Here is a sample bit of "What the John Ziegler Show is All About," a long editorial intro to the program that Mr. Ziegler delivered snippets of over his first several nights in January:
The underlying premise of the John Ziegler Show is that, thanks to its socialistic leanings, incompetent media, eroding moral foundation, aging demographics, and undereducated masses, the United States, as we know it, is doomed. In my view, we don't know how much longer we still have to enjoy it, so we shouldn't waste precious moments constantly worrying or complaining about it. However, because not everyone in this country is yet convinced of this seemingly obvious reality, the show does see merit in pointing out or documenting the demise of our nation and will take great pains to do so. And because most everyone can agree that there is value in attempting to delay the sinking of the Titanic as long as possible, whenever feasible the John Ziegler Show will attempt to do its part to plug whatever holes in the ship it can. With that said, the show realizes that, no matter how successful it (or anyone else) may be in slowing the downfall of our society, the final outcome is still pretty much inevitable, so we might as well have a good time watching the place fall to pieces.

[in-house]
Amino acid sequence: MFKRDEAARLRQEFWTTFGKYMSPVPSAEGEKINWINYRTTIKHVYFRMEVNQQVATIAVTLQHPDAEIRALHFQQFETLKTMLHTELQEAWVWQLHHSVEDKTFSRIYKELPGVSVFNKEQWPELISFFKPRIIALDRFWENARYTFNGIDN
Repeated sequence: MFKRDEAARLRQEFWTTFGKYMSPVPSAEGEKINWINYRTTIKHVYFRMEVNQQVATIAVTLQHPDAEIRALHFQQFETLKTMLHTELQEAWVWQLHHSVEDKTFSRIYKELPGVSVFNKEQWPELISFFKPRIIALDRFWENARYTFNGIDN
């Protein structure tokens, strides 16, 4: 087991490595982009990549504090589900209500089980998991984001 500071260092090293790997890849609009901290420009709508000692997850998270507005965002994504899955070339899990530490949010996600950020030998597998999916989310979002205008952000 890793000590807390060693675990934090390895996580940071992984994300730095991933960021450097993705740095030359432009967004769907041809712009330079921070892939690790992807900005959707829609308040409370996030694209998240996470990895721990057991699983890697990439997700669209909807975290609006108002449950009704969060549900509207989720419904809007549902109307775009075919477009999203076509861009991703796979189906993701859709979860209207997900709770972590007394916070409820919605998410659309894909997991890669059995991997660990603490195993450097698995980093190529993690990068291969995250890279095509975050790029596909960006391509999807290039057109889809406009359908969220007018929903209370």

Be advised that the intro's stilted, term-paperish language, which looks kind of awful in print, is a great deal more effective when the spiel is delivered out loud—the stiffness gives it a slight air of self-mockery that keeps you from being totally sure just how seriously John Ziegler takes what he's saying. Meaning he gets to have it both ways. This half-pretend pretension, which is ingenious in all sorts of ways, was pioneered in talk radio by Rush Limbaugh, although with Limbaugh the semi—self-mockery is more tonal than syntactic.

Close window